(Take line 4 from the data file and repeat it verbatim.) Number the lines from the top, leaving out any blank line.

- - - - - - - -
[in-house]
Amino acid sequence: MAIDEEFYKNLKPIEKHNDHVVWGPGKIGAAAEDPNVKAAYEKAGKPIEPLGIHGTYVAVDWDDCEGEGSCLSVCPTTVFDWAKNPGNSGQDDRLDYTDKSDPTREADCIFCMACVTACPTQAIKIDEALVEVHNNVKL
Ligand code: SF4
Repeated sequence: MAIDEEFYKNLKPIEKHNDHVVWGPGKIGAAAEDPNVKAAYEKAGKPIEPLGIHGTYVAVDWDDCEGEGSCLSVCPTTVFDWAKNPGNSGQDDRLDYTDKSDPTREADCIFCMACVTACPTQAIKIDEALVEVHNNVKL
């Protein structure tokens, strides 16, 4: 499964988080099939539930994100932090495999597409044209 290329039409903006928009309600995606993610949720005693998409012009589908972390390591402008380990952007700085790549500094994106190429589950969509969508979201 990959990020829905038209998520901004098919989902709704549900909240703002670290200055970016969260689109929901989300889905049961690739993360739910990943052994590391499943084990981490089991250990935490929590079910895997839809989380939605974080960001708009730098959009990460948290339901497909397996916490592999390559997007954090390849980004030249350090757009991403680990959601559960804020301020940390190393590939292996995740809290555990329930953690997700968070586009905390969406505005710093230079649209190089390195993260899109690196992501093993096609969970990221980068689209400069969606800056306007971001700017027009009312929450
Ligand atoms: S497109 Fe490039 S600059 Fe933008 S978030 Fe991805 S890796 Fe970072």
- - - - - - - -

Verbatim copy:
Repeated sequence: MAIDEEFYKNLKPIEKHNDHVVWGPGKIGAAAEDPNVKAAYEKAGKPIEPLGIHGTYVAVDWDDCEGEGSCLSVCPTTVFDWAKNPGNSGQDDRLDYTDKSDPTREADCIFCMACVTACPTQAIKIDEALVEVHNNVKL